The simple fact underlying all this is that Ms. Hutchins was hired to run a school district that had gone unsupervised for nearly a quarter century. She tried to do her job and made some early mistakes which her enemies have never forgiven her for. Her critics are almost all clustered at the Elementary School. The high school staff is silent, presumably, but who knows for sure when the alleged "90 percent" are anonymous.
It's happened here before. Some years ago, a capable, pleasant woman named Marlene Smeed was hired as Superintendent. Staff preferred an inside guy who, of course, would be unlikely to disturb any of his staff by demanding that they do their jobs. The school board, as always, did as the staff wanted, and Ms. Smeed was driven out for no specified reason at all.
As Ms. Hutchins points out in her conciliatory public letter, she's guilty of some bad calls, but has always tried to make herself available for discussion. She also points out the true bottom line of any school district — many consecutive years of more or less educated graduates doesn't indicate that the schools are not doing what they're supposed to do — instill basic reading and math skills. (Schools are down to two R's — reading and math. Writing is no longer taught.)
The only public organization in the Anderson Valley that operates in the full transparent light of day is our Community Services District. Every other local public body is a twilight murk of secret dealing, sneak attacks and insider palsy-walsy-ism.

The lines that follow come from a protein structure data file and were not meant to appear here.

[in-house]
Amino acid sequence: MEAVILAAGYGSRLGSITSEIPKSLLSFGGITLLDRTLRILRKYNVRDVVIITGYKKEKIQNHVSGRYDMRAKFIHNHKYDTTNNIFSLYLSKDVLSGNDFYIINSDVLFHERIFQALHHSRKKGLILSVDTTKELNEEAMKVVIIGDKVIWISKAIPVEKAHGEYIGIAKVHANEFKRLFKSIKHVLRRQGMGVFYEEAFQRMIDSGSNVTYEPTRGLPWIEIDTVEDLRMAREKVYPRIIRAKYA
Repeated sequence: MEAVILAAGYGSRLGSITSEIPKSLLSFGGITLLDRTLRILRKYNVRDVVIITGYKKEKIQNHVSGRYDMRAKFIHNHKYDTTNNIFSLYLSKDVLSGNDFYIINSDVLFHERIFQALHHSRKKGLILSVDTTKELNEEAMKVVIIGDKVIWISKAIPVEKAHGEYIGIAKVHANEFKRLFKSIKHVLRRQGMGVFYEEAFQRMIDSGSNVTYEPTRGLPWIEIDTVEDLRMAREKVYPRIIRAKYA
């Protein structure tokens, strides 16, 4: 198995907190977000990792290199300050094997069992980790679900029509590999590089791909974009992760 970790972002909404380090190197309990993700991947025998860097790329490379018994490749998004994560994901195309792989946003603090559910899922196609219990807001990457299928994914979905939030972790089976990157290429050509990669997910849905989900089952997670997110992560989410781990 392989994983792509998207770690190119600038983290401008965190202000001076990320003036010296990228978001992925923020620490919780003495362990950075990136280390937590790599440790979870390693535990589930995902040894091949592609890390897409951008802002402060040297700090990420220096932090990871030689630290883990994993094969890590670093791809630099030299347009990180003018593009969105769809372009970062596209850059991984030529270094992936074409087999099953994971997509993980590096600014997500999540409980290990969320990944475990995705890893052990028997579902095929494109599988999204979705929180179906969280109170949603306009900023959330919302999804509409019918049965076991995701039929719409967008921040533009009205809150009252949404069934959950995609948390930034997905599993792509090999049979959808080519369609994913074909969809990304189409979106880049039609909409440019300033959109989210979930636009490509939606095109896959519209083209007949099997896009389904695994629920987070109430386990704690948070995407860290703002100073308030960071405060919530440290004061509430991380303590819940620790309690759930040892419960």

Notes: The annual school budget is right around $6 million a year. The district employees in include 40 classified persons — custodians, bus drivers, teacher's aides; 40 certificated teachers; 3 certificated administrators; 3 classified managers; 4 confidential assistants
ON HER END, Superintendent Hutchins lists what she sees as her accomplishments as superintendent of the Boonville schools:
In the last 5 years at Anderson Valley Unified School District:
· Teacher salaries raised 9.5%
· Classified salaries raised 7%
· Benefits for all staff maintained at full coverage
· Added two teacher controlled workdays to the school calendar
· Negotiated Reduced Work Program for teachers close to retirement
· Made a local campaign to hire new substitute teachers (hired 5 in 2018)
· Raised substitute teacher salaries 35% and provided paid teacher training
· Paid time for leading and participating in school improvement committees
· Provided intern teachers paid teacher mentors and additional preparation time
· Involved Unity Club (Women’s Service Club) in providing resources and supplies for classroom projects and lodging to teachers who live far away when it storms
· Created collaborative committees that explored and chose new curriculum
· Replaced chalkboards with newly purchased whiteboards
· Provided each teacher with a laptop, email and access to Google Classroom Suite
· Provided each classroom with access to 1-1 technology tools previously only available in a lab setting
· Updated safety procedures and coordinated drills with local first responders
· Created a new teacher training plan personalized to each teacher
· Modernized teacher evaluation tools and added an alternative for high performing tenured teachers to complete a leadership project
· Updated employment contracts to reflect new laws
· Sponsored new opportunities for teachers to socialize outside of school:
· Teacher Quiz - two schools form teams and answer local and relevant trivia questions
· Winter gathering at Boonville Hotel
· End of year Bocce Ball at Balo.